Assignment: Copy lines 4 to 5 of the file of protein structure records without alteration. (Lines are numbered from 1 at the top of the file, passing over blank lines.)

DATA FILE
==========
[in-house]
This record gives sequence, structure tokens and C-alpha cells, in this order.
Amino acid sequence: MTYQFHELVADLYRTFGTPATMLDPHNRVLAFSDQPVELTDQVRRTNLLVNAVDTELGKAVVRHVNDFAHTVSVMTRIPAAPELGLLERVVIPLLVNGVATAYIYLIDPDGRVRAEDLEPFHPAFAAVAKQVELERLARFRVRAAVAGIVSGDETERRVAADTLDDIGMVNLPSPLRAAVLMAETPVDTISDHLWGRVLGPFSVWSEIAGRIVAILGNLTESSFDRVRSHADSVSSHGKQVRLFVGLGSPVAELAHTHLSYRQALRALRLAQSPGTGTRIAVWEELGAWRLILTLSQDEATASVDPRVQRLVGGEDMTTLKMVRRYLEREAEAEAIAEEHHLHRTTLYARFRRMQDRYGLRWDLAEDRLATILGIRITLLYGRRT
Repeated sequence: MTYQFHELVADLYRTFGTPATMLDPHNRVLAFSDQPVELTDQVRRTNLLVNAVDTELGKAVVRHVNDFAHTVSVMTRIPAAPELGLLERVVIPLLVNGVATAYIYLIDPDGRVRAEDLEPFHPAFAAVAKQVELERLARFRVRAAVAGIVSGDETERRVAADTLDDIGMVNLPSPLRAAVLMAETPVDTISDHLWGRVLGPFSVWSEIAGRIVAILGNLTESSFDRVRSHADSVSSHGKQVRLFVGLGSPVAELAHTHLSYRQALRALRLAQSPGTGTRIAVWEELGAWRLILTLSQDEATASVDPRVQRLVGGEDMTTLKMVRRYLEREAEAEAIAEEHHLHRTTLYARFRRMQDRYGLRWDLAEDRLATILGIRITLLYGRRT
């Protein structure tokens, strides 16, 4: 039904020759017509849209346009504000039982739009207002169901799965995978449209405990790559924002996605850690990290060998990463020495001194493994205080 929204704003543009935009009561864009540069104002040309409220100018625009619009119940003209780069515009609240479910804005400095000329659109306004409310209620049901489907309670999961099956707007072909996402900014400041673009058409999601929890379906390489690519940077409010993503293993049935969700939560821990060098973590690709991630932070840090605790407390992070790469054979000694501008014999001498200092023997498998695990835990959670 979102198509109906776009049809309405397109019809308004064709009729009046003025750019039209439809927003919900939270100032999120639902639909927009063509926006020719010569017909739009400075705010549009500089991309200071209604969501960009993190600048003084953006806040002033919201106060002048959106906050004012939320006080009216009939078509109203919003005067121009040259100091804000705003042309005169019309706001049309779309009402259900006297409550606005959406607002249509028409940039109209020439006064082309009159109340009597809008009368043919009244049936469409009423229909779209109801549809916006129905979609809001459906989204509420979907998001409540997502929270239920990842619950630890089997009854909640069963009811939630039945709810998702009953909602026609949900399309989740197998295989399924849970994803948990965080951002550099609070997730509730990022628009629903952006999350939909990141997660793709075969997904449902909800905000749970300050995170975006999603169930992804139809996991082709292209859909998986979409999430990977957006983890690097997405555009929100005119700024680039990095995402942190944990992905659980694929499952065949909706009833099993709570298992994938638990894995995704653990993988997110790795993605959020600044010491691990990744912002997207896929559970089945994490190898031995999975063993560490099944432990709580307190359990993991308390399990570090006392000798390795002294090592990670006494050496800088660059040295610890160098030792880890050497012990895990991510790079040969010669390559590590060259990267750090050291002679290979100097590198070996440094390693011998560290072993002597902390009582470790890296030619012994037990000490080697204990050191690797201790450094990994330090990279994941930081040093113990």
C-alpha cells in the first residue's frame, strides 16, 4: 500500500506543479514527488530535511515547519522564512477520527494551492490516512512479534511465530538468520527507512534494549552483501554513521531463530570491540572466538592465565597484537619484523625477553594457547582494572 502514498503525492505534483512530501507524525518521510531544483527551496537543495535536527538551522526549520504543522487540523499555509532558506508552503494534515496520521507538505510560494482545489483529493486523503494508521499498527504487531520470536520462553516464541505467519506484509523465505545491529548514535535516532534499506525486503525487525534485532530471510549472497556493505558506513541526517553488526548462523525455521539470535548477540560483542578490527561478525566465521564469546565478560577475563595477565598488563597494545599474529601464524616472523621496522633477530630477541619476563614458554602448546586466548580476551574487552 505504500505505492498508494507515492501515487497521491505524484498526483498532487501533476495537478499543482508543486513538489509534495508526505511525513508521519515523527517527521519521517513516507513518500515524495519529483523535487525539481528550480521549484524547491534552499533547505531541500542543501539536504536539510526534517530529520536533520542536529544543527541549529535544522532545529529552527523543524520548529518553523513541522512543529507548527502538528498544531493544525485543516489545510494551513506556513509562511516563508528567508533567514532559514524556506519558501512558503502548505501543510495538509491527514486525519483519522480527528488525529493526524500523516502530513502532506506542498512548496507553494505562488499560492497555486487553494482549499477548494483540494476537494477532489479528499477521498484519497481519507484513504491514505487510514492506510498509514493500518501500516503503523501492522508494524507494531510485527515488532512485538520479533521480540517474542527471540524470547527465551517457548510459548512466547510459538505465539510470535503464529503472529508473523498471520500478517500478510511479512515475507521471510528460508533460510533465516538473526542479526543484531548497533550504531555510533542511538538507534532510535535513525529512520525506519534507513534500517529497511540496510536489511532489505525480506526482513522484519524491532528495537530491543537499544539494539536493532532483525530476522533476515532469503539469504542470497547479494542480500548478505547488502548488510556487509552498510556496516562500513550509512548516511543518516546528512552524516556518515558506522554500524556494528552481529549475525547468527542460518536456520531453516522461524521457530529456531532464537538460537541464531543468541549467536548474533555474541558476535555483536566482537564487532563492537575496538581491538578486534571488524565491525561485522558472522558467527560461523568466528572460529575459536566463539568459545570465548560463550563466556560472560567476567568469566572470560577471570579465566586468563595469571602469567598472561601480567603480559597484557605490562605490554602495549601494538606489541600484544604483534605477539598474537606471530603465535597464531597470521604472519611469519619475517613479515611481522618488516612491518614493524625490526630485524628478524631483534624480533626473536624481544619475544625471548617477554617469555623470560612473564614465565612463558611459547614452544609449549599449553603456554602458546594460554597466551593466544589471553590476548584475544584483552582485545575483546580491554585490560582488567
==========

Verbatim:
Repeated sequence: MTYQFHELVADLYRTFGTPATMLDPHNRVLAFSDQPVELTDQVRRTNLLVNAVDTELGKAVVRHVNDFAHTVSVMTRIPAAPELGLLERVVIPLLVNGVATAYIYLIDPDGRVRAEDLEPFHPAFAAVAKQVELERLARFRVRAAVAGIVSGDETERRVAADTLDDIGMVNLPSPLRAAVLMAETPVDTISDHLWGRVLGPFSVWSEIAGRIVAILGNLTESSFDRVRSHADSVSSHGKQVRLFVGLGSPVAELAHTHLSYRQALRALRLAQSPGTGTRIAVWEELGAWRLILTLSQDEATASVDPRVQRLVGGEDMTTLKMVRRYLEREAEAEAIAEEHHLHRTTLYARFRRMQDRYGLRWDLAEDRLATILGIRITLLYGRRT
């Protein structure tokens, strides 16, 4: 039904020759017509849209346009504000039982739009207002169901799965995978449209405990790559924002996605850690990290060998990463020495001194493994205080 929204704003543009935009009561864009540069104002040309409220100018625009619009119940003209780069515009609240479910804005400095000329659109306004409310209620049901489907309670999961099956707007072909996402900014400041673009058409999601929890379906390489690519940077409010993503293993049935969700939560821990060098973590690709991630932070840090605790407390992070790469054979000694501008014999001498200092023997498998695990835990959670 979102198509109906776009049809309405397109019809308004064709009729009046003025750019039209439809927003919900939270100032999120639902639909927009063509926006020719010569017909739009400075705010549009500089991309200071209604969501960009993190600048003084953006806040002033919201106060002048959106906050004012939320006080009216009939078509109203919003005067121009040259100091804000705003042309005169019309706001049309779309009402259900006297409550606005959406607002249509028409940039109209020439006064082309009159109340009597809008009368043919009244049936469409009423229909779209109801549809916006129905979609809001459906989204509420979907998001409540997502929270239920990842619950630890089997009854909640069963009811939630039945709810998702009953909602026609949900399309989740197998295989399924849970994803948990965080951002550099609070997730509730990022628009629903952006999350939909990141997660793709075969997904449902909800905000749970300050995170975006999603169930992804139809996991082709292209859909998986979409999430990977957006983890690097997405555009929100005119700024680039990095995402942190944990992905659980694929499952065949909706009833099993709570298992994938638990894995995704653990993988997110790795993605959020600044010491691990990744912002997207896929559970089945994490190898031995999975063993560490099944432990709580307190359990993991308390399990570090006392000798390795002294090592990670006494050496800088660059040295610890160098030792880890050497012990895990991510790079040969010669390559590590060259990267750090050291002679290979100097590198070996440094390693011998560290072993002597902390009582470790890296030619012994037990000490080697204990050191690797201790450094990994330090990279994941930081040093113990």